In the summer of 2014, several legal organizations, including Columbus Legal Aid, filed a civil complaint against Ohio with the USDA, formally alleging that the state's rejection of waivers across the state disproportionately hurt minority populations. "Without any compelling reason, this decision, and its approval by the United States Department of Agriculture (USDA)…has unfairly made access to nutrition assistance more difficult for many minority Ohioans," the organizations wrote in their letter.

The ODJFS' waiver decision seemed to have little basis in math. Seventy-five percent of Ohio's minorities live in just eight of the state's 88 counties. None of those counties got a waiver, even though several of them have higher unemployment rates than counties that did get waivers, notes the civil complaint. "I've never seen the math that illustrates how they came up with these 16 to begin with," says McGarvey, one of the authors of the civil complaint. "When we looked at the data, what we saw was that if they were just cutting it off at the 16 highest unemployment counties, purely using a mathematical formula, those would not have been the 16."

"I've never seen the math that illustrates how they came up with these 16 to begin with."

"It was not a mathematical selection," says Patton. She explains that in 2016, the ODJFS said it would give waivers to counties whose two-year average unemployment rate was greater than 120 percent of the national unemployment rate during the same period. But the agency rounded county unemployment rates to two decimal points instead of one, as the USDA requires, effectively eliminating some counties from eligibility by mere hundredths of a point.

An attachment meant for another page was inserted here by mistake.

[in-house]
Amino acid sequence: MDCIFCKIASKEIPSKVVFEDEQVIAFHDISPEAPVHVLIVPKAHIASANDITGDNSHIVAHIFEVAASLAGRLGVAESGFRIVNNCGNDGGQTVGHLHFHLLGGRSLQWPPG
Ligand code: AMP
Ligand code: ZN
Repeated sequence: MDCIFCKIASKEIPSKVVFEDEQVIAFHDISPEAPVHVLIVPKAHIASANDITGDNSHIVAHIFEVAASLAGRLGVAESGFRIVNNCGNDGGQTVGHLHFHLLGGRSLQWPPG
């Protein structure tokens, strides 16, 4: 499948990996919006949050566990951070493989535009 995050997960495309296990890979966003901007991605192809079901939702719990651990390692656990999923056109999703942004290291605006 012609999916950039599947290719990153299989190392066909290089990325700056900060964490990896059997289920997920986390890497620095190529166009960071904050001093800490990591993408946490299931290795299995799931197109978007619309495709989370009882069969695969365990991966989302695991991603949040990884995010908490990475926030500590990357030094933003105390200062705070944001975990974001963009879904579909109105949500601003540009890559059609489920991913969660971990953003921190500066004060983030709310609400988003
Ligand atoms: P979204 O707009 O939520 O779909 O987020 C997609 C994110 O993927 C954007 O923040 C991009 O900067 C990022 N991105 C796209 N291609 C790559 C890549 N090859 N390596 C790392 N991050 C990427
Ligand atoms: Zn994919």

When asked to clarify the ODJFS method for selecting counties over the last three years, ODJFS spokesman Ben Johnson told Mother Jones, "The employment and training requirement does not deny anyone SNAP benefits. Rather, the requirement ensures that able-bodied adults without dependent children receive both SNAP benefits and education, job training, or volunteer or work experience...We have used the same methodology and calculated unemployment rates the same way each year."

In 2016, Ohio will continue its narrow waiver policy. Though the state will no longer be eligible for a statewide waiver of food stamp time limits because its overall unemployment has improved beyond the eligibility threshold, up to 34 counties and 10 cities will remain eligible. The state excluded the cities from its request and will waive time limits for just 18 counties—most, again, in places that are rural and white.

It's unclear whether Kasich's administration is turning a blind eye to the racial disparity intentionally. But the policy continued even after its disparate impact was revealed over the last two years.

"I haven't seen any evidence to show that it was intentional," McGarvey of Legal Aid says. "But certainly at this point they know what the impact has been."